Thousands flee to Chad as Conflict in Sudan escalates, UNHCR Reports

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The United Nations High Commissioner for Refugees (UNHCR) revealed that between 60,000 and 90,000 individuals have sought refuge in Chad from Sudan since the outbreak of violence last month.

With the conflict ongoing, the number of displaced people is expected to rise further, with over 250,000 individuals having already crossed the borders into neighboring countries.

During a four-day visit to Chad, Raouf Mazou, UNHCR’s Assistant High Commissioner for Operations, expressed concern over the situation, particularly emphasizing that nearly 90% of the newly arrived refugees are women and children.

Many have been forced to take shelter under trees in makeshift structures with limited access to essential services.

As the rainy season approaches, urgent action is needed to relocate the new arrivals to nearby refugee camps, stated Mazou in a released statement in N’Djamena.

This step is crucial to ensure their safety and well-being.

The recent influx of refugees has compounded the existing challenge faced by Chad, which was already hosting approximately 600,000 Sudanese refugees who had fled previous conflicts.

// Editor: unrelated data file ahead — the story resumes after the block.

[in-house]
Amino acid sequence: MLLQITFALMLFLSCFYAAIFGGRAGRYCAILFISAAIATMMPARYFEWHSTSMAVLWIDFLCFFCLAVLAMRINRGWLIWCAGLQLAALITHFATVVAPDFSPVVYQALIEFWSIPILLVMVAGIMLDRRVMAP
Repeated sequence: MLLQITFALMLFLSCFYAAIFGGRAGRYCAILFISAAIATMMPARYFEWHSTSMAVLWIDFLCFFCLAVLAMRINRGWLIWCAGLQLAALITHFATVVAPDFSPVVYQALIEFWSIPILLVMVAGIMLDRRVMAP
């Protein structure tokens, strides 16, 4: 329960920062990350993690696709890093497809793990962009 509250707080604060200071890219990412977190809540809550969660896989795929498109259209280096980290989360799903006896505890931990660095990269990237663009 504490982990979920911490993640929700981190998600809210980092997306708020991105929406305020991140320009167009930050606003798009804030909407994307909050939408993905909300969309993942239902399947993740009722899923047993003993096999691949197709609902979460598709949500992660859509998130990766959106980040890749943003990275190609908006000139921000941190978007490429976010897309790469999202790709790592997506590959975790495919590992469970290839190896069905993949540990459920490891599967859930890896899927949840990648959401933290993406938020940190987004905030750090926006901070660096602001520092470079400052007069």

The total number of refugees in Chad now stands at nearly 700,000, as highlighted by the UNHCR.

Consequently, the organization is urging the international community to provide increased support to those displaced by the ongoing conflict in Sudan.

In addition to the refugee crisis, the United Nations World Food Programme (WFP) recently announced a requirement of $162.4 million to assist the Chadian government in addressing the urgent food needs of 2.3 million people.

The funding is crucial to ensure the provision of essential sustenance to those affected by the crisis.

The situation remains precarious as violence continues in Sudan, necessitating immediate action to protect and support those who have been forced to flee their homes.

The UNHCR and other humanitarian agencies are working tirelessly to provide aid and ensure the well-being of the displaced population, but further assistance from the international community is essential to alleviate their suffering.